Major League Baseball will announce a series of suspensions following this week’s brawl between the White Sox and the Royals, per reports from ESPN’s Jeff Passan and The Athletic’s Ken Rosenthal (Twitter links). Royals right-hander Brad Keller will receive a five-game ban for throwing at White Sox shortstop Tim Anderson, while Anderson himself will be hit with a one-game ban “because of language used during the benches-clearing incident with Kansas City,” per Passan. Rosenthal adds that White Sox skipper Rick Renteria will receive a one-game suspension as well.
The benches-clearing incident in question — “brawl” is a questionable term for the majority of MLB on-field altercations — began with a Tim Anderson bat flip following a fourth-inning home run against Keller. Upon making contact, Anderson turned to his dugout, flipped the bat toward them and, as he tells it, yelled “let’s go” to fire up his teammates. Keller, taking exception to the showmanship, took the “old-school, unwritten rules” route and hit Anderson in with a pitch (on the hip/butt) in his next plate appearance. As is the case in every such instance, Keller transparently claimed after the game (and in an appearance on MLB Network this morning) that he was simply trying to bust Anderson inside, and a pitch “got away” from him.
The Anderson suspension is particularly surprising, as the only previous instances of a player being suspended for language have stemmed from using on-field slurs that transcend pure profanity. Passan, however, further tweets that Anderson was suspended for “racially charged” language heard by the umpiring crew. Keller’s suspension is standard in the case of pitchers throwing at players. While the suspension will cost Keller five times as much in terms of pay and MLB service time, suspensions for starting pitchers are always in five-game increments due to the fact that they ensure a pitcher will miss a start. (A suspension of one to four games wouldn’t necessarily cause a starter to miss any time at all.)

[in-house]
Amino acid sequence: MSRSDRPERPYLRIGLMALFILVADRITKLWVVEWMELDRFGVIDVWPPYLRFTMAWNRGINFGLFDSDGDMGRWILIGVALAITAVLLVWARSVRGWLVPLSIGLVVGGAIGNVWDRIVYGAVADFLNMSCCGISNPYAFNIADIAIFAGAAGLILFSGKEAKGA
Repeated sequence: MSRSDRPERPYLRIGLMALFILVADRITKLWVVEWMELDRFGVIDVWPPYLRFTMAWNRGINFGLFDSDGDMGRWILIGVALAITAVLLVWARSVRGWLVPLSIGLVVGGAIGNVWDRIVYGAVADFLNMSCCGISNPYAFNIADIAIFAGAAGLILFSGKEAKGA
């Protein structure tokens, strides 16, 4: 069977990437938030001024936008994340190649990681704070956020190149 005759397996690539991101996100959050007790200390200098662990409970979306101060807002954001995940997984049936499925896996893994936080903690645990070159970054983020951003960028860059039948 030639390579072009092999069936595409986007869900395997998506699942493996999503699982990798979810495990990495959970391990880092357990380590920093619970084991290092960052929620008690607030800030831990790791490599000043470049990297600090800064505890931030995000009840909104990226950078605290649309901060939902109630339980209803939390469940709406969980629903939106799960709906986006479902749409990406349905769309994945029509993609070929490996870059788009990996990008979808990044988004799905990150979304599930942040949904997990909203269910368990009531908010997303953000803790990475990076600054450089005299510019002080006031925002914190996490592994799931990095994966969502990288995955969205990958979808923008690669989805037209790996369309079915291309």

The debate over intentional plunkings has been ongoing for years, as traditionalists advocate for the upholding of “the code” of unwritten rules that has long been woven into the fabric of the game’s history. Detractors point to the fact that throwing at someone on purpose has the potential to seriously injure a player; it’s common to see pitchers badly miss a spot even when trying to throw a pitch for a strike, and it seems almost inevitable that an intentional beaning will eventually lead to a fractured wrist, concussion, etc.
Incidents like this one are now the source of further scrutiny given MLB’s “Let the kids play” marketing slogan, kicked off by an ad in which Ken Griffey Jr. calls for those “unwritten rules” to be thrown out in favor of players showing emotion on the field with celebrations for home runs, key strikeouts and other big moments. Commissioner Rob Manfred has been vocal about wanting to appeal to a younger generation of fans, and that campaign seems a key part of the effort. A second such ad aired leading up to the 2019 season, and MLB’s official Twitter account even tweeted the slogan in support of Anderson this week. If the league simply wanted to continue allowing players to “police themselves,” it wouldn’t be a surprising outcome to see them maintain the status quo. Continuing to administer a punishment that has proven meaningless, however, sends a contradictory message to the one they’re pushing in their marketing.
The debate isn’t confined solely to the game’s fan-base, of course. Players have been weighing in on the matter all week. CC Sabathia plainly stated on Buster Olney’s podcast this week (audio link) that he’s 100 percent in favor of bat flips and any other display of on-field emotion and doesn’t understand why a pitcher would be bothered by it. Reds lefty Amir Garrett tweeted that rather than throw at a batter in his next plate appearance, the pitcher should, “Strike him out, and do whatever you gotta do. Fist pump, moonwalk, cartwheel.” On the other side of the coin, Blue Jays outfielder Randal Grichuk tweeted that players have gotten “excessive” with their celebrations and called for more stoicism.